Wednesday, October 01, 2014

A special kind of bravery

This past Friday the Food and Drug Administration (FDA) hosted a public meeting to discuss the needs of patients with Idiopathic Pulmonary Fibrosis. I have a lot to say about the meeting, but I want to begin by saying that it was one of the toughest medical meetings I’ve ever been a part of. My hat is off to all of those with pulmonary fibrosis, their families and the advocates, who took part on behalf of the thousands more who could not. It was a meeting full of tears and sorrow and frustration. I am told that even one of the doctors from the FDA got teary. While I don’t want to make people cry, hearing that really moved me. It makes you feel like you were heard.

Now, onto the meeting.

The Hermansky-Pudlak Syndrome community has a long way to go in our work with the FDA. The past 22 years (long before I was ever involved) has been a journey of learning new things – medicine, politics, non-profit law etc. Until now, we haven’t had much to do with the FDA because our research hadn’t progressed to the point of having a possible treatment. The NIH has handled the issues involved with the FDA and setting up our drug trials. Now, we are entering a new age, and it is time to tackle understanding the ins and outs of the FDA world.

You’ll notice that the FDA chose to have a public meeting about Idiopathic Pulmonary Fibrosis and not pulmonary fibrosis. I noted that they also had a public meeting about bleeding disorders, and not Hemophilia or Von Wilibrands. Why then is it necessary to only include those with IPF in the pulmonary fibrosis public meeting? By its very name, it excludes people like us. It is the use of an old and increasingly outdated paradigm. As treatments become available there will be some that work better for some patients, and others that work better for other patients.

Take the world of cancer treatments, for example. Years and years ago there were treatments for cancer. Now, they can choose a drug they believe will best work for an individual given the specific type of cancer they have, and even their genetic profile. Someday it could be the same for pulmonary fibrosis. By defining the problem by using the word idiopathic as if the unknown was a disease and not simply a lack of knowledge, the FDA is risking impeding access to life saving treatments to people like us – and someday others. After all, the Sept. 11th responders that have developed pulmonary fibrosis, or the families that know PF runs in their family tree – are they really idiopathic? (Even though most have the IPF diagnosis.)

I think it is a matter of education. The pulmonary fibrosis community in general is only barely understanding and embracing this idea. The FDA, which is a recent player to our world, is really only going off what they’ve been told from the pulmonary fibrosis world. It is a matter of some controversy and debate and will likely require a great deal of advocacy work on our part. That’s okay. Now is the time to make that happen, and this public meeting was the first baby step in what will be an ongoing process for us.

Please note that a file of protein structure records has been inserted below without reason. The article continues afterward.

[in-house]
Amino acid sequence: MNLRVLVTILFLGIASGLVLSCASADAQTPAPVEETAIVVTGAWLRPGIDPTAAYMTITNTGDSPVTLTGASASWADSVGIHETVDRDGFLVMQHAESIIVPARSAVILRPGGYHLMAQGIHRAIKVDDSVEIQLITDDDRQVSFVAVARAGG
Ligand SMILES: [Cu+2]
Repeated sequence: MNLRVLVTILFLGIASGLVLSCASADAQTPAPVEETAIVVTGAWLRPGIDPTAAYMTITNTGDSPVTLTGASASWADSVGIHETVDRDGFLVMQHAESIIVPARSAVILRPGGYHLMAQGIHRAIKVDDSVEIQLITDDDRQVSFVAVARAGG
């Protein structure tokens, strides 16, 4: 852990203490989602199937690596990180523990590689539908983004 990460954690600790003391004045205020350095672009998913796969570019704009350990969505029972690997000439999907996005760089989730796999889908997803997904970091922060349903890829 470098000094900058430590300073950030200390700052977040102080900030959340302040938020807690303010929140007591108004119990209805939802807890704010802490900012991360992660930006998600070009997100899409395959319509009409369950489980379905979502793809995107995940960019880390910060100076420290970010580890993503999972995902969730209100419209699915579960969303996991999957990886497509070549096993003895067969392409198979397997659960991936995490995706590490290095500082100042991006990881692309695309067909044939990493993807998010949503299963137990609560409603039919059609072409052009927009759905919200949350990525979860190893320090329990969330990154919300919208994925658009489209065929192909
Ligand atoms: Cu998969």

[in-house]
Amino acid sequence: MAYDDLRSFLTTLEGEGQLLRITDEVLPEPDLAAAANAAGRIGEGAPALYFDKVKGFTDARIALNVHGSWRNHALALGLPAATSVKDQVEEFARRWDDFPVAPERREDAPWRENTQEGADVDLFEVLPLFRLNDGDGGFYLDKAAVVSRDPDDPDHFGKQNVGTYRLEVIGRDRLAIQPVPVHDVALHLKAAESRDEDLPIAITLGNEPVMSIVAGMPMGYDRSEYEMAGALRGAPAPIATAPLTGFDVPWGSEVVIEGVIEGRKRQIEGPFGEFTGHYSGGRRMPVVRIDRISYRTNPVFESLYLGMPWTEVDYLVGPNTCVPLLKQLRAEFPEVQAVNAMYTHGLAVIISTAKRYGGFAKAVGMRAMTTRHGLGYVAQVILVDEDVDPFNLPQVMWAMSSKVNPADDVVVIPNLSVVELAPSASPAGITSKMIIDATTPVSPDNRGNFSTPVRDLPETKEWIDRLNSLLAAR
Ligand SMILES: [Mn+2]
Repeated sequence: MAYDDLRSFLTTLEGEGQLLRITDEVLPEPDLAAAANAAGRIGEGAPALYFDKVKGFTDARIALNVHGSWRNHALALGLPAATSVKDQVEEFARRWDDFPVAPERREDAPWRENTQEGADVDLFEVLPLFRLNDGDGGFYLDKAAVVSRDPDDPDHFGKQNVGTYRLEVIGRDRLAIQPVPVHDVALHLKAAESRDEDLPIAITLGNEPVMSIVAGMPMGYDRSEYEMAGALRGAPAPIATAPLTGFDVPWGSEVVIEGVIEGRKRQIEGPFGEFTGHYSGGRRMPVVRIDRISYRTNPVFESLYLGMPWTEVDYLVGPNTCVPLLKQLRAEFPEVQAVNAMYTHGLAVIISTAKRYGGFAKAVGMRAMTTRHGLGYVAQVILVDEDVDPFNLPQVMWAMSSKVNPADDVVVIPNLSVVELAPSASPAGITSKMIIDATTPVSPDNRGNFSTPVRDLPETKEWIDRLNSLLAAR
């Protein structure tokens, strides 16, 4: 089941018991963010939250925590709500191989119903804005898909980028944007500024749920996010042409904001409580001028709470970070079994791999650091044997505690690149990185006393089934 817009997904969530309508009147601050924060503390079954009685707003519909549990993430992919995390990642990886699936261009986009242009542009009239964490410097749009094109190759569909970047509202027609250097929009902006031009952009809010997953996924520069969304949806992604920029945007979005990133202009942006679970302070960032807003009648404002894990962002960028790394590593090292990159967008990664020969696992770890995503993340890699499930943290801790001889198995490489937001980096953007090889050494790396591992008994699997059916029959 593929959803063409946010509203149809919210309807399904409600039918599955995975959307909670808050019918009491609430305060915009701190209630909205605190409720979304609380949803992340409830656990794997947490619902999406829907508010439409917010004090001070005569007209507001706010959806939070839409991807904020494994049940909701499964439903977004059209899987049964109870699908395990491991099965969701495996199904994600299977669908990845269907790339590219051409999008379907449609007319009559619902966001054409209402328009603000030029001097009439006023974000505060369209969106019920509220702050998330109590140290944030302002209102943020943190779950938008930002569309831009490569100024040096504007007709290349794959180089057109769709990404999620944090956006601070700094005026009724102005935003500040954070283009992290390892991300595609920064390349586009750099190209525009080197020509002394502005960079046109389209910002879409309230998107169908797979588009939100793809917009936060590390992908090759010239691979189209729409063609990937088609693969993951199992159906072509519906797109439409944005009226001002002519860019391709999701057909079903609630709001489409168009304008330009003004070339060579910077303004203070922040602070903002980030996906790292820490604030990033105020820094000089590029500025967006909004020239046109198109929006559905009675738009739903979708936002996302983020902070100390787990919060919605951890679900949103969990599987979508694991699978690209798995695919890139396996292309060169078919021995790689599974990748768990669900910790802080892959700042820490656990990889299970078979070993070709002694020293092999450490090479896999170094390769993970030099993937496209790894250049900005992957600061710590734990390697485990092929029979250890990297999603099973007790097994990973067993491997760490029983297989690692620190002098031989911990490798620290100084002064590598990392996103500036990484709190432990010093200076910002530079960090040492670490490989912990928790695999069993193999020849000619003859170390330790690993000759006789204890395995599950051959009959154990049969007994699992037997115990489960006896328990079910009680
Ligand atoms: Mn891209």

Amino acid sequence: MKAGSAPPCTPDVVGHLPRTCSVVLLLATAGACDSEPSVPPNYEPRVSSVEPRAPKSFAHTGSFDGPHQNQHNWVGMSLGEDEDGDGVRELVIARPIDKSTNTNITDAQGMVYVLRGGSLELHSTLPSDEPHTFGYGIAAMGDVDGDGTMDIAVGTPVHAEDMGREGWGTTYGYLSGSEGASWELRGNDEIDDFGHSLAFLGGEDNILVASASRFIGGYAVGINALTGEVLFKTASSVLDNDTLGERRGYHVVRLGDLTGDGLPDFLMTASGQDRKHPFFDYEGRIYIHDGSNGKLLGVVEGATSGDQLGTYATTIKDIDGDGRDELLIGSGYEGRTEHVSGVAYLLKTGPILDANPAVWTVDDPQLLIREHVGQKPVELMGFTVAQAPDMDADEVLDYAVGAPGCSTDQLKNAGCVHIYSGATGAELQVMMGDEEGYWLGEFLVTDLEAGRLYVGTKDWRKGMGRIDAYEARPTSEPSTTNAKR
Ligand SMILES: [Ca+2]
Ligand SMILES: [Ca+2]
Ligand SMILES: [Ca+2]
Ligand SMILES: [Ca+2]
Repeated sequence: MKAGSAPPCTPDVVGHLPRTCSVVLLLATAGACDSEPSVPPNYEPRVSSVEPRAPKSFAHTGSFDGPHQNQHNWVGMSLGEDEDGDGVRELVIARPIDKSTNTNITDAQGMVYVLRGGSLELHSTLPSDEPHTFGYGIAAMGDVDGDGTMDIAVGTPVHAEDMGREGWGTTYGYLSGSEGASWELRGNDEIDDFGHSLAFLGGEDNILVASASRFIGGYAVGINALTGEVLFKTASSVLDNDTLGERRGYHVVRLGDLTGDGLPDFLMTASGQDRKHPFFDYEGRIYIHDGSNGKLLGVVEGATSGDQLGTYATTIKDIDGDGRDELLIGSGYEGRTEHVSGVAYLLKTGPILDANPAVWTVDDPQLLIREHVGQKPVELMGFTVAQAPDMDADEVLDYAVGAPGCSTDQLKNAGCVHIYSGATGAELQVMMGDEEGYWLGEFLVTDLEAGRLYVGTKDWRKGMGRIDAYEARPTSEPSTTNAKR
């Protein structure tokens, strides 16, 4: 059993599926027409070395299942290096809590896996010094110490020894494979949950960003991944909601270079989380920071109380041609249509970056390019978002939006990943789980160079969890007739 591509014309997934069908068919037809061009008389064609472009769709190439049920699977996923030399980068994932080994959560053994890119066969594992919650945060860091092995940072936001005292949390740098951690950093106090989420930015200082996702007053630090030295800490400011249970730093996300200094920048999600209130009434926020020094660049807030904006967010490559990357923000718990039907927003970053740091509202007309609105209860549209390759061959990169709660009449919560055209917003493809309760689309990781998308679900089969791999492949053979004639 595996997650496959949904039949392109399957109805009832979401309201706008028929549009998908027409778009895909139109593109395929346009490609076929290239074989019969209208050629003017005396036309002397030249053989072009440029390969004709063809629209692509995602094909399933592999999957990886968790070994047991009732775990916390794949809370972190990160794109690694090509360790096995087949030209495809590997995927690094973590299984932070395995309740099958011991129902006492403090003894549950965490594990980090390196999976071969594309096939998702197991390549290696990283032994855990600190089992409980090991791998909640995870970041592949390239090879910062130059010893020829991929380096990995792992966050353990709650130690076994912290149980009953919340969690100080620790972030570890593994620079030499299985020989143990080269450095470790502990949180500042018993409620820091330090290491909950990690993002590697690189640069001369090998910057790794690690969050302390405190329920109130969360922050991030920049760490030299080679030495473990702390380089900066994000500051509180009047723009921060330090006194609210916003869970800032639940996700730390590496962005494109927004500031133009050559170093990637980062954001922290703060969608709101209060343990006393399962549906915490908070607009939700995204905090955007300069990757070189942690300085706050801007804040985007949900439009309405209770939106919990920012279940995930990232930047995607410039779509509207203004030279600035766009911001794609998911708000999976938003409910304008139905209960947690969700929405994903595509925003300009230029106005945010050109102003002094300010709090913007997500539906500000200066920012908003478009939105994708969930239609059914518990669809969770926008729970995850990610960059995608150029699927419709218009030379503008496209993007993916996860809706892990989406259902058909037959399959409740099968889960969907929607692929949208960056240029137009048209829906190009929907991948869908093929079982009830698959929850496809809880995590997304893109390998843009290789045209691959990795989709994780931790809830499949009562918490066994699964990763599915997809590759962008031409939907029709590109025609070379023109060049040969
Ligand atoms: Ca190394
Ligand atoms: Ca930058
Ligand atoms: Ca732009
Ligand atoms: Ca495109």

I was so moved by the representatives that spoke on behalf of pulmonary fibrosis patients. I know Donna was very upset that I was listening to this testimony. She was, and rightly so, worried about how upsetting it would be for me given the decline in my health. Family of those who have lost loved ones to pulmonary fibrosis offered extremely graphic descriptions of their relatives’ last days. Others talked about how much pulmonary fibrosis has changed their lives and what a devastating effect it has had, not only on them, but on their entire families. Of course it wasn’t easy to hear. On the other hand, in some ways, it was vindication for some of the things I am starting to notice about my own health.

As I start to notice things that are harder to do now than they used to be, I find I often have a tremendous amount of guilt. I ask myself, is it really my health, or is it in my head? Is there a reason, or am I just feeling lazy? It was affirming to hear others in pretty much the same state of lung disease talk about the same issues and problems.

I want to blog about some of my own answers to the FDA’s questions, but that will have to wait for another time.

The one thought I couldn’t shake through the trauma of the day is this – Imagine having all of these same problems (coupled with legal blindness) and then, when after years and years there is finally a treatment, being left behind?


For now, I just want to thank the FDA for having the public meeting and listening to patients. I want to urge the FDA to make sure that patients with HPS are not left behind suffering and dying when there is a treatment that could help. Lastly, I want to thank Donna and all the other brave advocates who stood up, shared their very souls, and gave us all a voice!

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